• The instructor can create folders in which student work is stored, so papers from different stages in the semester can be compared and different approaches tried.
  • The quiz tool is laborious to set up and not cheat-proof, but it makes grading a breeze and encourages the creative use of a number of testing methods. Since questions can be stored in a "bank" they can be easily accessed again later (this feature might be useful whether or not one administers quizzes on line). "Self-tests" are only multiple choice and are not graded, but can provide instant feed-back and a sense of what you are looking for.

5. Good Practice Emphasizes Time on Task

Time plus energy equals learning. Learning to use one's time well is critical for students and professionals alike. Allocating realistic amounts of time means effective learning for students and effective teaching for faculty.

In addition to the obvious benefits of transferring information online, Blackboard Vista allows instructors to intervene and teach good time management more directly:

  • The assignment tool allows for teachers to set and students to work on and submit tasks electronically.
  • Online readings can be linked directly to Blackboard Vista, as can online databases and catalogues (including reserves for a particular course).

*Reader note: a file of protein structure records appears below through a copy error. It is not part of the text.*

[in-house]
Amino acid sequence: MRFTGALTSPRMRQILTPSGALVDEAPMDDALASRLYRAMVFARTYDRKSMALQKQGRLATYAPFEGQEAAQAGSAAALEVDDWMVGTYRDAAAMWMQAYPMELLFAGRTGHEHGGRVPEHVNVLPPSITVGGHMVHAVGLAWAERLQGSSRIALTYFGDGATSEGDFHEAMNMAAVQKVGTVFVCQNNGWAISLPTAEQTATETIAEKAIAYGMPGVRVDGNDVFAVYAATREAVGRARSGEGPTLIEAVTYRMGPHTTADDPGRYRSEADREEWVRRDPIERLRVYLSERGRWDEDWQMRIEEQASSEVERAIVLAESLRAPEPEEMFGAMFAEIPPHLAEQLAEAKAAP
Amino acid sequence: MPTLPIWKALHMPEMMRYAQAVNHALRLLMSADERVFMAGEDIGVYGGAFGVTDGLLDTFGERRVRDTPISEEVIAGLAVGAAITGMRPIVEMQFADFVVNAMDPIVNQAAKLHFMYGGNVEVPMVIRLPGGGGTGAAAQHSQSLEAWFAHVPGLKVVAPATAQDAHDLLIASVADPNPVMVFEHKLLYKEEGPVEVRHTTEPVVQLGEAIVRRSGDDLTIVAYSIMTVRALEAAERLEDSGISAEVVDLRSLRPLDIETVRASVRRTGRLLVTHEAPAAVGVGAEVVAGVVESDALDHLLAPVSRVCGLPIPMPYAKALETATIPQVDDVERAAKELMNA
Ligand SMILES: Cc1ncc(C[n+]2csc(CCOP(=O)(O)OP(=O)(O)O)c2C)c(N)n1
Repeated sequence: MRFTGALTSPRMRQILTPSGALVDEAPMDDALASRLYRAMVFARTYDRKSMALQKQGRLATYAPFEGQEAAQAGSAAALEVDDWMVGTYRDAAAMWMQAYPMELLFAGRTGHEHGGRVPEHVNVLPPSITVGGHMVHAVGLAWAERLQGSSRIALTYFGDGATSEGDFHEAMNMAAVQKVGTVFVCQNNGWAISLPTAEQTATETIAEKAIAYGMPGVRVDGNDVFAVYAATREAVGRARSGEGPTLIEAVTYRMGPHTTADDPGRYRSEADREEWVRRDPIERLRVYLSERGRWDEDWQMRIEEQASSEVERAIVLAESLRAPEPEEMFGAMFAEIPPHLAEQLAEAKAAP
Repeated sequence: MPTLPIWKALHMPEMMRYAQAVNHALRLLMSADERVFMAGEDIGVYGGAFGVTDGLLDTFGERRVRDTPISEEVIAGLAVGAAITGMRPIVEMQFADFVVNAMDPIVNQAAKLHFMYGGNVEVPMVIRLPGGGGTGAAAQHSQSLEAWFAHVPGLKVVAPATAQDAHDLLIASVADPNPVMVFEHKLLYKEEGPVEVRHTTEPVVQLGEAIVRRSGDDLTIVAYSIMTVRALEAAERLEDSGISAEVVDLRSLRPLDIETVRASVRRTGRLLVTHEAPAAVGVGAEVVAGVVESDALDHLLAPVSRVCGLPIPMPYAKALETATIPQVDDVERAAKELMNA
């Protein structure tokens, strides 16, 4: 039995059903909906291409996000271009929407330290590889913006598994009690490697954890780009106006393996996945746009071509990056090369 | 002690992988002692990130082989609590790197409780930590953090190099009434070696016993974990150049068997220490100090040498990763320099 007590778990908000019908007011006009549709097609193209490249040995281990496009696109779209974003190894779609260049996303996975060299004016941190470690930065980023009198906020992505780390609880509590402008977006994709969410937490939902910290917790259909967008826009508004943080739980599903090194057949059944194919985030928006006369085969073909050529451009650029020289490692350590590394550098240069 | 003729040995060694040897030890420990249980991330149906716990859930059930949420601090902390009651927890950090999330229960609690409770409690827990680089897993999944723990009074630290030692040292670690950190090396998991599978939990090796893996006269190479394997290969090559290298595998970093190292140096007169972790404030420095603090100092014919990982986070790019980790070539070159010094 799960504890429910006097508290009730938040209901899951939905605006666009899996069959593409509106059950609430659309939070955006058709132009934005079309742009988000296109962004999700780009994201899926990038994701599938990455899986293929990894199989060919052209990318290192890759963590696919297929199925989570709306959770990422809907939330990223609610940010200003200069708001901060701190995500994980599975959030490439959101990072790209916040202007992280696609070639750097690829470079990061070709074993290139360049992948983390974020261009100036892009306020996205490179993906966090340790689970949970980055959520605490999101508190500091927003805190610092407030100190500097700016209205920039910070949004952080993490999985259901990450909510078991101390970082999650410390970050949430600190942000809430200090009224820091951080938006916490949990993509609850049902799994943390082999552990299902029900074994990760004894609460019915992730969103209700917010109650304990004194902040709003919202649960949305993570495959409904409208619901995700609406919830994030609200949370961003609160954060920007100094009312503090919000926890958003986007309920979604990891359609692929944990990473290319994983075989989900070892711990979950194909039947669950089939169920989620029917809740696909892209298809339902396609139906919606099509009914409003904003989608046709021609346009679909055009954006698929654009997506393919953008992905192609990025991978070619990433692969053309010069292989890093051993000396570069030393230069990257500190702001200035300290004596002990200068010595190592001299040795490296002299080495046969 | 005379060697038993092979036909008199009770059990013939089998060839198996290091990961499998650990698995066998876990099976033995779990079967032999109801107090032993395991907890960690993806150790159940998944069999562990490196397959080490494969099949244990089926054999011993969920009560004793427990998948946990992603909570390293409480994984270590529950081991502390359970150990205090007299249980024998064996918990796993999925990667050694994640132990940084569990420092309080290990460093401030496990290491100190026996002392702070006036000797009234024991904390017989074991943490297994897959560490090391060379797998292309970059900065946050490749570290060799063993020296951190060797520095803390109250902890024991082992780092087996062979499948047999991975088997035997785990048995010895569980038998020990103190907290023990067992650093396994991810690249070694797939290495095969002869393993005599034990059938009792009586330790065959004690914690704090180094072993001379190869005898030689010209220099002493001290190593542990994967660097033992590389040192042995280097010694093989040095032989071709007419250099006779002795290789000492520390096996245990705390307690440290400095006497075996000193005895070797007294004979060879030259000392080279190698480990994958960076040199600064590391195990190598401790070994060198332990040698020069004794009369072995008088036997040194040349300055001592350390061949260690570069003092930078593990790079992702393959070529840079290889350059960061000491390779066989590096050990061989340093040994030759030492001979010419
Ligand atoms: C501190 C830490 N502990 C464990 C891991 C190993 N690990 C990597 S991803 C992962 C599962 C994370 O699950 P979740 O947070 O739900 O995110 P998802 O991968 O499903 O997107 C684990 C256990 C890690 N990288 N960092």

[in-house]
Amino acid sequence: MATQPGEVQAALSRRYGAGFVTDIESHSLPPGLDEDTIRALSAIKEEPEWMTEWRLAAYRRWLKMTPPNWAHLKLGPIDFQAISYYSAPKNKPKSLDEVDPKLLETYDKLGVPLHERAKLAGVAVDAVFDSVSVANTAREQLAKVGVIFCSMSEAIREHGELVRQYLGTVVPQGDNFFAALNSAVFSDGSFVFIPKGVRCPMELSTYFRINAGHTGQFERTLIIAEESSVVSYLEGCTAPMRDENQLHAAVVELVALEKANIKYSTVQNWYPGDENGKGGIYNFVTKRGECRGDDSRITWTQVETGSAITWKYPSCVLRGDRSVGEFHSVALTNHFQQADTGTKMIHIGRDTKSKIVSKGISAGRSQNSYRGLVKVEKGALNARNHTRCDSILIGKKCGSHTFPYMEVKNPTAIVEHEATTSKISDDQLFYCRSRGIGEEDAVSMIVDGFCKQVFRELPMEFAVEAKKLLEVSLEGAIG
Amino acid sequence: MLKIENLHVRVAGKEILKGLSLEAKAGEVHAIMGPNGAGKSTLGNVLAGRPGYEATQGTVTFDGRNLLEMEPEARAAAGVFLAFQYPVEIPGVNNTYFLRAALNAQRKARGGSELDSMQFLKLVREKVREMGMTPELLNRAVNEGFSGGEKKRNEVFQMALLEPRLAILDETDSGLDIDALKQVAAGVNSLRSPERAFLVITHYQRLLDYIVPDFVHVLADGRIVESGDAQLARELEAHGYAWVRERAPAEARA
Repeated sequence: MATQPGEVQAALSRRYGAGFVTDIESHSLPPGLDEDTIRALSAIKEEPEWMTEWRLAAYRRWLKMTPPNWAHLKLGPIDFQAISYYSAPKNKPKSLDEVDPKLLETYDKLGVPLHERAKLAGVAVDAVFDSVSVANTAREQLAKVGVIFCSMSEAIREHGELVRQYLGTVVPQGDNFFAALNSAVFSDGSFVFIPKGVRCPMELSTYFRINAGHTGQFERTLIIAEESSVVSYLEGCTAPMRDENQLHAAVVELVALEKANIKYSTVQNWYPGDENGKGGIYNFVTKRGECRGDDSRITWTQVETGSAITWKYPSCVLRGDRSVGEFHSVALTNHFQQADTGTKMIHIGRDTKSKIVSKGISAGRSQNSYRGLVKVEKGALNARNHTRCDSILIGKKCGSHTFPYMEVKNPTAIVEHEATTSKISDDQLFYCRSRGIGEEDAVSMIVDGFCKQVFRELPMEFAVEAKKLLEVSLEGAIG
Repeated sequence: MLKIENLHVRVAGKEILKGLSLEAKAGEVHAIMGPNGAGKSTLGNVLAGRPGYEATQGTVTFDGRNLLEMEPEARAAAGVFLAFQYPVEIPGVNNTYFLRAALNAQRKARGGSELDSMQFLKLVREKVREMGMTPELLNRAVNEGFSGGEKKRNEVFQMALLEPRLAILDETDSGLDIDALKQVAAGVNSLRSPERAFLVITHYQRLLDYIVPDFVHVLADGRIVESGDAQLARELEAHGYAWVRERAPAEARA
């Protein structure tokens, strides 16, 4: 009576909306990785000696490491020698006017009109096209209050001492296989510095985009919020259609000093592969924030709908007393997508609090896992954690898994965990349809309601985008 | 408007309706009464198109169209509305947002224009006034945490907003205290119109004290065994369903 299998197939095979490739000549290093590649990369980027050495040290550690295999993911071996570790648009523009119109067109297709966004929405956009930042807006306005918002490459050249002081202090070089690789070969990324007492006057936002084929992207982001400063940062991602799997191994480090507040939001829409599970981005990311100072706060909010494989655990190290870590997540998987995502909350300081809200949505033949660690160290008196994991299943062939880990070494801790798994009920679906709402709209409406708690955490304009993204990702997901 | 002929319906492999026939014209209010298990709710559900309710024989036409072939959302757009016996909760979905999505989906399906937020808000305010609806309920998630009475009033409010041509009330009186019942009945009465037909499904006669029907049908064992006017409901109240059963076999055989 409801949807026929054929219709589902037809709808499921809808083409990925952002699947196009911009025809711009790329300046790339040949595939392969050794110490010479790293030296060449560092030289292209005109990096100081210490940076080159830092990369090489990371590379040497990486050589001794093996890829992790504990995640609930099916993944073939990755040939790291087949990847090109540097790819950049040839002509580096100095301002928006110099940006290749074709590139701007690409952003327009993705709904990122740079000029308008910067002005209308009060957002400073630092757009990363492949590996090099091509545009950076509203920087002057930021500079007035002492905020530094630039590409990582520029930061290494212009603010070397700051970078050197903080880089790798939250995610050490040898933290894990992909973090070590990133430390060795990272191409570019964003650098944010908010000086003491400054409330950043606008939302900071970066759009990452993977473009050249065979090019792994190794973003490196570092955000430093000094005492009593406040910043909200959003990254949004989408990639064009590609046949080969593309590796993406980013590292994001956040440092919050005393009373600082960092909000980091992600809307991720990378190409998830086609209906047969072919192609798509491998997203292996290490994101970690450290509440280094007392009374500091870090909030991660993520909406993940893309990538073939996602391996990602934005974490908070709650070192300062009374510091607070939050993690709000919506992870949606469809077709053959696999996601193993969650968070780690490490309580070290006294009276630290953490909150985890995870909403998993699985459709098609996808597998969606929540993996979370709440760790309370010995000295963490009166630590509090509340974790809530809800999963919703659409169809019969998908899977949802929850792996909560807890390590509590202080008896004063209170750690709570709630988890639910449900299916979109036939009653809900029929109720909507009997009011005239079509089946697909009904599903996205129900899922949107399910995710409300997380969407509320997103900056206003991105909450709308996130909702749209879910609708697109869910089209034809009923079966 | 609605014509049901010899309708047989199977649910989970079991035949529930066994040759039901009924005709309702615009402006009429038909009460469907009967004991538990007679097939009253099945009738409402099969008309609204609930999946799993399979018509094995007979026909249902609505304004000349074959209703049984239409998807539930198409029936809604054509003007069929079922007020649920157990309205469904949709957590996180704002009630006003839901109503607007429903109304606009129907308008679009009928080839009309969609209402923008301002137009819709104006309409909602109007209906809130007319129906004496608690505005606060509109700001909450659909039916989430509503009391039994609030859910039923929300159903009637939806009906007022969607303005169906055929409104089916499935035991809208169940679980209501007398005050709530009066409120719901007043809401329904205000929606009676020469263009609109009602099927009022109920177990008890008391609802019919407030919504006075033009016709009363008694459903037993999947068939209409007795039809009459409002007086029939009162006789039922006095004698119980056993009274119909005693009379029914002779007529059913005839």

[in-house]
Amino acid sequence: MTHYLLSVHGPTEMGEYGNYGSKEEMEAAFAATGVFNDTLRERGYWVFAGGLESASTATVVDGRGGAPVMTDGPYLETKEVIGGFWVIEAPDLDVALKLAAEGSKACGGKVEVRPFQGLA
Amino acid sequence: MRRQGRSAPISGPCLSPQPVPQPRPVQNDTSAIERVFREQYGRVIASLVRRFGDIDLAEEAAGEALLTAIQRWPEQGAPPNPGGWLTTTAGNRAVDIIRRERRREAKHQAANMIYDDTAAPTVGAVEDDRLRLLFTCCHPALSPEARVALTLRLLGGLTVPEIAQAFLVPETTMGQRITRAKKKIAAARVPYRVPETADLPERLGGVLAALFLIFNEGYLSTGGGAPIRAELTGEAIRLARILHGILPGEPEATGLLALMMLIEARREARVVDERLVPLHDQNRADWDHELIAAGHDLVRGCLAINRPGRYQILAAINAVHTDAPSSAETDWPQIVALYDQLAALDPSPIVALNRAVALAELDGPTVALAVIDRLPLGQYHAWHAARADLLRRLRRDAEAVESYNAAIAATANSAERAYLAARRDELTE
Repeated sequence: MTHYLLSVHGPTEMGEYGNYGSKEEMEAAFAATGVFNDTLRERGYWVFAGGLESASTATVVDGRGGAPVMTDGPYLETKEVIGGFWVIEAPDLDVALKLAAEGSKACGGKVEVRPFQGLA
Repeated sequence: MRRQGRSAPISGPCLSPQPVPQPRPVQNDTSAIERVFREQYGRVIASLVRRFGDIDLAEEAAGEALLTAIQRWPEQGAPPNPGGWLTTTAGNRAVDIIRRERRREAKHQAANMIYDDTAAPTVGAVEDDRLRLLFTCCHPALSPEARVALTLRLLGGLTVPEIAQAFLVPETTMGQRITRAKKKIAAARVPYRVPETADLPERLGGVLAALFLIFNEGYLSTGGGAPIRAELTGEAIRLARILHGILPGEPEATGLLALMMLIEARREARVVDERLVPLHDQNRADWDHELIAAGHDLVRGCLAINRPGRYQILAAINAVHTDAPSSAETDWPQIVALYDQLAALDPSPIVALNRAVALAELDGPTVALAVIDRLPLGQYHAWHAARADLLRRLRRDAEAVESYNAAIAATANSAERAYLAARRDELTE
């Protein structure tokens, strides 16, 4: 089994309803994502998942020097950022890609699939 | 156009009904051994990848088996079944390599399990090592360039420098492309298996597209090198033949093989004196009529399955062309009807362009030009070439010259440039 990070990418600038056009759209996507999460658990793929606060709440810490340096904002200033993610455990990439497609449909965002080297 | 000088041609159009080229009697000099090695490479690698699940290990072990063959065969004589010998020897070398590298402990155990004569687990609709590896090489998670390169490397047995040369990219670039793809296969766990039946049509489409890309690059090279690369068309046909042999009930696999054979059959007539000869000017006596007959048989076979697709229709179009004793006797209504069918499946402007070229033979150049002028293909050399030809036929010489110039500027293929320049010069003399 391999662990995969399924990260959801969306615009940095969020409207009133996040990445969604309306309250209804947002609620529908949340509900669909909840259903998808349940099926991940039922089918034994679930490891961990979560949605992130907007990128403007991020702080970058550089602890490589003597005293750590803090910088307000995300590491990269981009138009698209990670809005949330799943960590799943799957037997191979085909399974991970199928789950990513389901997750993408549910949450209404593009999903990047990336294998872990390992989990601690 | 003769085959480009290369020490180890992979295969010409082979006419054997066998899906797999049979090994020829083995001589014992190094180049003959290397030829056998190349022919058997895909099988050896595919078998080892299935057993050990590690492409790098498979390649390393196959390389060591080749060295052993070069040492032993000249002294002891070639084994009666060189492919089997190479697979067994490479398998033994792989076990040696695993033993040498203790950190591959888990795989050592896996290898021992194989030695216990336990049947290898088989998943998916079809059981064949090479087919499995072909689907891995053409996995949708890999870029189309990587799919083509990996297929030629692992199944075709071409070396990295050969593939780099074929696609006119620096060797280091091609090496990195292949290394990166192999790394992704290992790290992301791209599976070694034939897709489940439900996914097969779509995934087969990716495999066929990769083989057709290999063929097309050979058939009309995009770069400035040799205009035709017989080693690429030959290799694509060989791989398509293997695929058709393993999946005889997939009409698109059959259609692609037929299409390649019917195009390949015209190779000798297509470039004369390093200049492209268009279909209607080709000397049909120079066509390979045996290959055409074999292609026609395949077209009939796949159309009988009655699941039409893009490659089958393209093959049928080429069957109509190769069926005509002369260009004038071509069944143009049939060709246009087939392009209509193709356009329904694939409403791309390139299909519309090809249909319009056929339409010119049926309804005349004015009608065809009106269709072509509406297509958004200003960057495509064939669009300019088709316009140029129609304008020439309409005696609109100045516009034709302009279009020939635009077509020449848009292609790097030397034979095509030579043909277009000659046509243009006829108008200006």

• Content modules (which might include an assignment) can record each student's visit and the amount of time spent, and material can be released and hidden at certain times.
  • Progressive assignments and the linked pages of a student presentation might be used to track the development of a larger project (e.g. from idea with bibliography to outline to drafts to larger projects).

6. Good Practice Communicates High Expectations

Expect more and you will get it. High expectations are important for everyone - for the poorly prepared, for those unwilling to exert themselves, and for the bright and well motivated. Expecting students to perform well becomes a self-fulfilling prophecy.

Blackboard Vista facilitates the vivid illustration of standards, so they can be more easily internalized:

  • Examples of good, average and poor work can be posted and then examined side by side, modified, and regularly updated (especially effective if student work is being stored and progress tracked).
  • Source material can be similarly examined and compared, and students are encouraged to discover and evaluate sources for themselves.

7. Good Practice Respects Diverse Talents and Ways of Learning

Many roads lead to learning. Different students bring different talents and styles to college. Brilliant students in a seminar might be all thumbs in a lab or studio; students rich in hands-on experience may not do so well with theory. Students need opportunities to show their talents and learn in ways that work for them. Then they can be pushed to learn in new ways that do not come so easily.

Hopefully this is implied in each of the other six points! In general, student presentations and electronic transfer of information from student to instructor make it easier for students to contribute to the class as a whole. A link or file on the Blackboard Vista site credited to a student is one of the best ways to convey respect for the perspective he or she brings.